Your BMI Could Be Hurting You (And … PCOS Might Be Why)
Most people have heard of the term, “Body Mass Index” or BMI for short. Unfortunately, for a lot of us, that term often conjures up painful images of physical education class lectures and embarrassing physical testing in school gyms. And typically, once we passed our physical education classes, we almost immediately forgot about that sometimes-sensitive topic, Body Mass Index. But did you know that BMI is actually a valuable measurement tool that can actually play a positive role in your Polycystic Ovarian Syndrome (PCOS)? Understanding Body Mass Index is an important aspect of maintaining a thorough comprehension of one’s health; for both men and women. But for women with PCOS (Polycystic Ovary Syndrome), it’s crucial for you to fully understand how your Body Mass Index or BMI relates to your hormonal disorder. While the root cause of PCOS symptoms is Insulin Resistance, the good news is you can have greater control over your health, and weight, by making some simple and healthy lifestyle choices.
What Is PCOS?
PCOS (Polycystic Ovarian Syndrome) is an endocrine disorder that causes an imbalance of female to male hormones in women. The endocrine system is a system of glands which release hormones into the bloodstream to regulate the body’s daily functions.1 Each woman naturally produces androgens, which are “male” hormones; but in many women with PCOS (Polycystic Ovarian Syndrome), these androgens (or male hormones) are produced at a higher rate. The body normally does a good job of balancing itself out; however, hormones flow throughout your entire body and are responsible for a variety of important bodily functions. So, in women with PCOS, this excess male hormone called androgen especially affects the reproductive system.
The ovaries release female reproductive hormones. When there is an excess of androgen, creating a hormonal imbalance, the natural female reproductive functions are interrupted. Without the proper level of female hormones, ovulation is not triggered. Without the release of an egg (a process called ovulation), a woman cannot get pregnant. Additionally, menstrual cycles (the monthly shedding of an unfertilized egg and the uterine wall) are thrown off by the reproductive system’s inability to stick to the natural cycle because of the hormonal imbalance created by the excessive amount of androgen.
The female reproductive system plays a large role in the identity of a woman especially in regard to her dreams of becoming a mother. For many women with PCOS (Polycystic Ovarian Syndrome), these dreams feel as though they have been permanently destroyed. Although it’s possible for a woman with PCOS to become pregnant, the devastating symptoms of Polycystic Ovarian Syndrome can make it very difficult to conceive.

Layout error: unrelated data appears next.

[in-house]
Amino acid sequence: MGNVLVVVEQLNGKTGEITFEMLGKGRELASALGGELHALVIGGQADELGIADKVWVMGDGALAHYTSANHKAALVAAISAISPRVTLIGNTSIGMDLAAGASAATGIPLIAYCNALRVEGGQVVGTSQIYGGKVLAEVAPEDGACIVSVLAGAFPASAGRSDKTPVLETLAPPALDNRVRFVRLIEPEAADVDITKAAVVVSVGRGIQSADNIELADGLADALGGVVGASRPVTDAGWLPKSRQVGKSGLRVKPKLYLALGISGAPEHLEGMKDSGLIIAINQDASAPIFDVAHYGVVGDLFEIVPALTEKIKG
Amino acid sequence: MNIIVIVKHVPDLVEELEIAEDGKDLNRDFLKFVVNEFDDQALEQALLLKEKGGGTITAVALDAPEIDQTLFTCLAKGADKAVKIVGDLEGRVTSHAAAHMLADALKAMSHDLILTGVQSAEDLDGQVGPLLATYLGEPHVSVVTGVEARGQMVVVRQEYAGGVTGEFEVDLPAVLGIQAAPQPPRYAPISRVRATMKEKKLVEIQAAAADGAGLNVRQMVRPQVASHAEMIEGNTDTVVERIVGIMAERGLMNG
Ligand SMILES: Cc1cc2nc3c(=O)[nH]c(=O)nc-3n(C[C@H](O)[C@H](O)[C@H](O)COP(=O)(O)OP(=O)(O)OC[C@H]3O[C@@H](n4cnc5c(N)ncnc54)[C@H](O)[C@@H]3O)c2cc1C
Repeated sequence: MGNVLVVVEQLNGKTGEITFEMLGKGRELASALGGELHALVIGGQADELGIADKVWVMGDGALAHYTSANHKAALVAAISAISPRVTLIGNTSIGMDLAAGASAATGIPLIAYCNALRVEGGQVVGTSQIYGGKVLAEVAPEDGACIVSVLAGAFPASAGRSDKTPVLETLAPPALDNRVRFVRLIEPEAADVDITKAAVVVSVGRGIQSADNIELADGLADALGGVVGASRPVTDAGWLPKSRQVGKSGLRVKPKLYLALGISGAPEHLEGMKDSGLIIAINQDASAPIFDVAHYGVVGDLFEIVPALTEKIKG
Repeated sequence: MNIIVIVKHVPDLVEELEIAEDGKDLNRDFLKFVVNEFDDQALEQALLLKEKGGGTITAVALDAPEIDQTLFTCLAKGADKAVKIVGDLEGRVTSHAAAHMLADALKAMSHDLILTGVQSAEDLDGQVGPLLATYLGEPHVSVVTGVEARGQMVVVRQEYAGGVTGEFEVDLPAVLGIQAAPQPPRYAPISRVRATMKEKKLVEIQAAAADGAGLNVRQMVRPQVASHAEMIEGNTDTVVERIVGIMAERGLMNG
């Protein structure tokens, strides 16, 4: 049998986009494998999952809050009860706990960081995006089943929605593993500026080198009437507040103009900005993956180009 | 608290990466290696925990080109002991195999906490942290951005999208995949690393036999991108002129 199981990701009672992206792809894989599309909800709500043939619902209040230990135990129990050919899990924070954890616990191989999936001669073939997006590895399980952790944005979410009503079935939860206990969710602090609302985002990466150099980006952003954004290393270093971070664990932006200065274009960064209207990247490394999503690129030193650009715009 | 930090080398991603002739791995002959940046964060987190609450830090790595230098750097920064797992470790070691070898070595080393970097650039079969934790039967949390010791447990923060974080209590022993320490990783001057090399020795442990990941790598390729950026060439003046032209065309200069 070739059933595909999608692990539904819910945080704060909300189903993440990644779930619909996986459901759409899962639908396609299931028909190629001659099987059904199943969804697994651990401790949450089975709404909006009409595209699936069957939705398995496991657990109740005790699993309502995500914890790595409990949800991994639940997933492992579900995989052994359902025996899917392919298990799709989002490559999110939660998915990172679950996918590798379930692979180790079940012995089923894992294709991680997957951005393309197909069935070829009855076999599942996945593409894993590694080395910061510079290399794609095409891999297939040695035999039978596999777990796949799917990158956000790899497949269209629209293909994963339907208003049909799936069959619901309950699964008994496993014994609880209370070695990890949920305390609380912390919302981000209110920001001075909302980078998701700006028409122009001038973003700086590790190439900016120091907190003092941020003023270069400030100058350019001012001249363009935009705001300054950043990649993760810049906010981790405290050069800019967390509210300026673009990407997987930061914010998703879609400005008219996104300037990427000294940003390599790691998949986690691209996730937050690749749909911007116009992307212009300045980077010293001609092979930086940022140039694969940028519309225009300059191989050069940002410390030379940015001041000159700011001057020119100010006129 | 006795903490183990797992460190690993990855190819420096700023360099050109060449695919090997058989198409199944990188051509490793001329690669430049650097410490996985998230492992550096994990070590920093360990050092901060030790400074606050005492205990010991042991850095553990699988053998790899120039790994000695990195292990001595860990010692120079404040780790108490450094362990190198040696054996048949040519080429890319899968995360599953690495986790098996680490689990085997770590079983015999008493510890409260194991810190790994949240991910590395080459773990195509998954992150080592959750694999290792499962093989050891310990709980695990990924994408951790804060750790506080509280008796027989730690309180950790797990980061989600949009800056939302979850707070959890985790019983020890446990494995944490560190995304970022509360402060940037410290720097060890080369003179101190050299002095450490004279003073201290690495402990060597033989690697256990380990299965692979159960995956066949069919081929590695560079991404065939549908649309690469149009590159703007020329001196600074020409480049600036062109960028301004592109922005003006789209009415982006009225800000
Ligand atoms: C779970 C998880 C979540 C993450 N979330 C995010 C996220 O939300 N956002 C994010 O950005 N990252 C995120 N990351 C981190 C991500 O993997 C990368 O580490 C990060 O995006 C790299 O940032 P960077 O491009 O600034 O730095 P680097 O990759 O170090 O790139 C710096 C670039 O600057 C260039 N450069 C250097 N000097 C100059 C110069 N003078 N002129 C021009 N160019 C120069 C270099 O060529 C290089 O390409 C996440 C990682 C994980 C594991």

To make this highly emotional and painful situation even worse, there are no agreed-upon and definitive diagnostic criteria for Polycystic Ovarian Syndrome. Frustratingly, the health risks of PCOS manifest differently in different women. Most experts consider that a woman must have evidence of both lack of ovulation manifested by irregular periods AND signs of excess male hormones to be diagnosed with PCOS. Some experts also require the presence of polycystic ovaries (small cysts resembling a string of pearls) to confirm a diagnosis of PCOS.
Medical professionals must make their diagnosis of PCOS based upon a combination of blood tests, family history and a list of diverse and confusing symptoms, which occur in different combinations from one woman to another. These risks can include (but are not limited to) the following:
- Weight gain or obesity
- Missing (amenorrhea), heavy/excessive (menorrhagia) or irregular (oligomenorrhea) menstrual periods
- Skin conditions: including acne, skin tags, oily complexion, dandruff and the development of dark brown or even black, rough patches of skin (acanthosis nigricans)
- Sleep apnea
- High cholesterol
- Hair loss (male pattern baldness)
- Excess growth of hair (hirsutism); on the face, chest, stomach, thumbs or toes
- Ovarian cysts
- Pelvic pain
PCOS (Polycystic Ovarian Syndrome), often attributed to Insulin Resistance, is also a condition that can lead to more serious, and sometimes fatal, illnesses, especially if left untreated. These illnesses include coronary or cardiovascular heart disease, breast cancer, diabetes and endometrial cancer.
What Are Insulin Resistance and Body Mass Index?